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Myth and Reality of Financial Flows

Ashwini Deshpande

By Sunanda Sen
Palgrave Macmillan, London, 2003, pp. 203, price not stated.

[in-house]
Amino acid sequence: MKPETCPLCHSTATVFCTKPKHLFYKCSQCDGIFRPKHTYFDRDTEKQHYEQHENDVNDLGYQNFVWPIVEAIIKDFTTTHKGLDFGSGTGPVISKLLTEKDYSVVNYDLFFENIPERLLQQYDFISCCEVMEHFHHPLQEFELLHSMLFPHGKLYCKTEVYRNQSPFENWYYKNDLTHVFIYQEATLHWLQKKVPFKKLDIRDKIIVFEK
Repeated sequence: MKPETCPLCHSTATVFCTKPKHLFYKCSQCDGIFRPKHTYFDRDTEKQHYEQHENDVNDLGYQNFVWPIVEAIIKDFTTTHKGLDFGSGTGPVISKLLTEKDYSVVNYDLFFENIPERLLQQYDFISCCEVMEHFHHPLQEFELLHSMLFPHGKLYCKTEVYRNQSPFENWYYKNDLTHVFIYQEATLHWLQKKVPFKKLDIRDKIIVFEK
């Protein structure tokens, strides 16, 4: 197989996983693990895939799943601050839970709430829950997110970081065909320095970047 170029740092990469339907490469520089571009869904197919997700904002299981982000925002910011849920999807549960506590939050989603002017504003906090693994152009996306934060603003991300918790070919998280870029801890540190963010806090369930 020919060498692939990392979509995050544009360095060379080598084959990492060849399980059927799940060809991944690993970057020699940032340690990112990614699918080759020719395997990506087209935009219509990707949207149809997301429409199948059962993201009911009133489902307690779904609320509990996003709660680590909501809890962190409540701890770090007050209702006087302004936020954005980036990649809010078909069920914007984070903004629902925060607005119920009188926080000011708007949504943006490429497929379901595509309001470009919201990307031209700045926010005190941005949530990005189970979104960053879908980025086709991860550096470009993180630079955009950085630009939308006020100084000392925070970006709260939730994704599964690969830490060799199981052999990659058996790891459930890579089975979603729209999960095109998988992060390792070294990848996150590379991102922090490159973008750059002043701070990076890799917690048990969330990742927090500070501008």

Developments in the financial markets have a peculiar characteristic: thanks to the massive and continuous media coverage of financial markets, their operations appear transparent and accessible. (So widespread is the coverage of these markets, that often when I talk of ‘markets’ in general, my students think that the reference is to financial markets. I have to remind them that when used without a qualifier, markets are supposed to refer to exchange of commodities, produced in the real sector). At the same time, when one tries to unravel the mysterious ways in which financial markets particularly at the global level operate, the process turns out to be highly complex, obscure and often, defying common sense and logic. It is to Sunanda Sen’s credit that she has produced this excellent volume that covers developments in the global financial sector from the early 1970s to the present, a period that can, without exaggeration, be called the era of global finance. In doing so, she has superbly illustrated the myriad facets of financial markets, the variety of financial instruments and the many mutations that international financial flows have seen over the period. She thus makes a very difficult topic accessible both to the specialist as well as to the interested lay reader.   Sen has covered both the theoretical literature in the field as well as the empirical experience, thus appealing to economists of all leanings and to the non-specialists. This is not an easy task: a lot of commentaries on global finance tend to either be excessively theoretical, obscure and in complete disregard of the actual experience on the ground or just a simple aggregation of numbers, without any underlying theoretical structure. Her theoretical sections are comprehensive, covering a range of theoretical approaches. Thus, this volume is a refreshing addition to an area that is much researched and written about. That brings me to the other novelty of the volume: most writings on the subject perpetuate the mainstream thinking on global finance, one that advocates unbridled financial liberalization for the developing world, presenting a selective and erroneous view of history that presumably proves the beneficial effects of financial liberalization on growth. She breaks this myth conclusively by questioning the mainstream approach and by arguing that financial volatility is a major characteristic of financial flows today, one that is coupled with a deep crisis and stagnation in the real sector of the advanced economies.   ...

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